Markings create a life-size city map
- Joseph Gallivan
- Portland Tribune - Features
Far from grafitti, these streaks of spray paint are required by law
The streets of downtown Portland are a riot of color at the moment.
With the bus mall being torn up and a steady stream of new developments going up, multicolored markings are popping up at many crossroads.
On the asphalt and on the curb there are arrows, lines, acronyms and partial words. They form a cryptic language that appears almost overnight and can stick around for months, despite the rain and foot traffic.
One of the most common words gives a clue: 'LOC,' short for locate. These markings are called locates, in that they tell you what's under the street. They are color-coded:
Blue is for water main.
Green is for sewer and storm.
Red is for electricity.
Yellow is for natural gas.
Orange is for communications.
Other signs include 'P' for power, 'QLN' for Qwest Local Network and 'SL' for streetlight.
Whenever someone such as a developer or a homeowner wants to excavate, they are required by law to give the utility companies two business days to mark where their ducts and pipes are with spray paint.
This is so the digging doesn't damage any ducts, pipes or cables, which can be anywhere from 2 to 24 feet bellow the surface. Locators use utility company maps and radio technology to locate everything that could possibly be harmed. Those doing the digging then have 12 days to get started.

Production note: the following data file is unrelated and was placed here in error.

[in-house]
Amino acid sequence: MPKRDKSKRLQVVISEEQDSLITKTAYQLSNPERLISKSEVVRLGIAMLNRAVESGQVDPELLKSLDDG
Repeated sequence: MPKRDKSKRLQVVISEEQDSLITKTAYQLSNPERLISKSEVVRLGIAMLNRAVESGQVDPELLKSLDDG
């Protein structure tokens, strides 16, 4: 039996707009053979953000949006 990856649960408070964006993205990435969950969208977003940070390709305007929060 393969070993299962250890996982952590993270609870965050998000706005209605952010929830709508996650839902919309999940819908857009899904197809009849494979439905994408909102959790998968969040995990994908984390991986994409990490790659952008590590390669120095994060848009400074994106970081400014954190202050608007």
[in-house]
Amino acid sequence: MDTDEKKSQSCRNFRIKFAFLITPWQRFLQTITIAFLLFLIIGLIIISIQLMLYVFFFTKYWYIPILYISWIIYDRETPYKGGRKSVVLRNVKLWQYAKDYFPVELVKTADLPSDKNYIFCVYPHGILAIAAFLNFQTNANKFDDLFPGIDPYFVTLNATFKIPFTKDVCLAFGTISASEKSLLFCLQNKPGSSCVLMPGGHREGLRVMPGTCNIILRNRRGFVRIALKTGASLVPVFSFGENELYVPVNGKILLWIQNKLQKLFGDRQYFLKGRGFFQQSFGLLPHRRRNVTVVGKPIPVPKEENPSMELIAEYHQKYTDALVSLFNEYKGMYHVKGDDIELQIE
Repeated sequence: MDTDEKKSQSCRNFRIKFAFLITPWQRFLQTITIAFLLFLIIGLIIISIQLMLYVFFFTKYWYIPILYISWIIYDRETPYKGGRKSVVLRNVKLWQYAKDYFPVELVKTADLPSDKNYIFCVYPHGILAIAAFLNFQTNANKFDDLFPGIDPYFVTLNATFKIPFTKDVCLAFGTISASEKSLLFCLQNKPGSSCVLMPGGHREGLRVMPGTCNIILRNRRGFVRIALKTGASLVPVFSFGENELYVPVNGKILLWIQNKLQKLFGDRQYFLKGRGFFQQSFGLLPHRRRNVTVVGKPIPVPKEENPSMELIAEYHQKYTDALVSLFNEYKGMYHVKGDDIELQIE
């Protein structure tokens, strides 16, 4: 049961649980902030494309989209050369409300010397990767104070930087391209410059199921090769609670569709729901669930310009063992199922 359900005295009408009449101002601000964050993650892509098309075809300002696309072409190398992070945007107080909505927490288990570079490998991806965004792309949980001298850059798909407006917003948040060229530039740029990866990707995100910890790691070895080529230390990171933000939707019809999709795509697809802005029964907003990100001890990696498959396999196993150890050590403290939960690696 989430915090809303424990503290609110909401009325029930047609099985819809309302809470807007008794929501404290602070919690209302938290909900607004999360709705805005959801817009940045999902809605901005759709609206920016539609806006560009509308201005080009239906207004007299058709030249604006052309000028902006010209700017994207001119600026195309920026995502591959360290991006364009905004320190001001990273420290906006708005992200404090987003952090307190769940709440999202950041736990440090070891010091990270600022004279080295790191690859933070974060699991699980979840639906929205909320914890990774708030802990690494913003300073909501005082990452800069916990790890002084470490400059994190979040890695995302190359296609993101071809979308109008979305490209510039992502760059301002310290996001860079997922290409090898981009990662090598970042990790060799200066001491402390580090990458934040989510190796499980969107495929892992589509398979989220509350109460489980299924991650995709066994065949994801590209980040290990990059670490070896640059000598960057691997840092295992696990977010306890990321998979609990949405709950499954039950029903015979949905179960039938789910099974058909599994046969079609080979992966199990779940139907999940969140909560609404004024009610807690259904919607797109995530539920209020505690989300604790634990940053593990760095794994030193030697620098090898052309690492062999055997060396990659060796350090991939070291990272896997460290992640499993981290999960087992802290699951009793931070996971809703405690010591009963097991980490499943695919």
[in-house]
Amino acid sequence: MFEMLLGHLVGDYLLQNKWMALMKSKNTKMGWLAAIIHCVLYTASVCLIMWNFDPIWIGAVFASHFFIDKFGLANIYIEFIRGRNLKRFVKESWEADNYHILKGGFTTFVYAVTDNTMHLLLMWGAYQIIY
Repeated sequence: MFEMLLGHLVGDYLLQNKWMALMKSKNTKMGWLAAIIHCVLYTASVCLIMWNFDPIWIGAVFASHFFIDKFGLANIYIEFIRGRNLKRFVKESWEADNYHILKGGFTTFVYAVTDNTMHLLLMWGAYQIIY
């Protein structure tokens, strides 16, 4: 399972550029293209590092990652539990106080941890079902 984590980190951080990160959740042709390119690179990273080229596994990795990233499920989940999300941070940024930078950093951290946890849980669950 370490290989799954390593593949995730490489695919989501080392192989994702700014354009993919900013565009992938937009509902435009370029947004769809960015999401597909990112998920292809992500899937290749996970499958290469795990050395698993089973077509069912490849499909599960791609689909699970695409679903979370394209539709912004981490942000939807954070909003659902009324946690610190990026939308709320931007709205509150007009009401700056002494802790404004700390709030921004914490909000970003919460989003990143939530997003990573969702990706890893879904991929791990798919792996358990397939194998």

The water company uses its own people to do 'locates,' but most utilities farm the work out to agencies such as Locating Inc. Dave Steinert started marking streets for the Portland company in 1991 and now manages its Oregon operations.
Strolling around Old Town, he can read the city like a book. Steinert points out the letters 'MCI' and traces a fiber optic down the street between several manholes. At the corner of Northwest Davis Street and Naito Parkway he notes a 60-inch-diameter sewer main and, a few yards along, a 20-inch high-pressure gas pipe marked by the words 'call before you dig.'
'The gas company will send someone to stand there and watch while you dig,' Steinert says. 'It could blow a hole in the street if you hit it.'
Indeed, this summer Amtrak's Union Station was evacuated for an evening after an excavator cut through a gas main with a diamond saw.
Such events are uncommon but legendary. Steinert tells of a Milwaukie homeowner who took a chain saw to a buried piece of wood, only to find he had cut through an old power duct and cut off communications for the town, including 911 service.
'We're here to educate the public about what they can do, but it still happens that people start digging without calling in. Some excavators won't call for a locate, they do, 'I know it's there, I can feel it,' ' Steinert says.
He says some excavators are so good with a backhoe bucket that they can tell by the soil when they are likely to hit something. 'But a lot of people just don't think about there being something under the ground,' he says.
For information, see www.digsafelyoregon.com.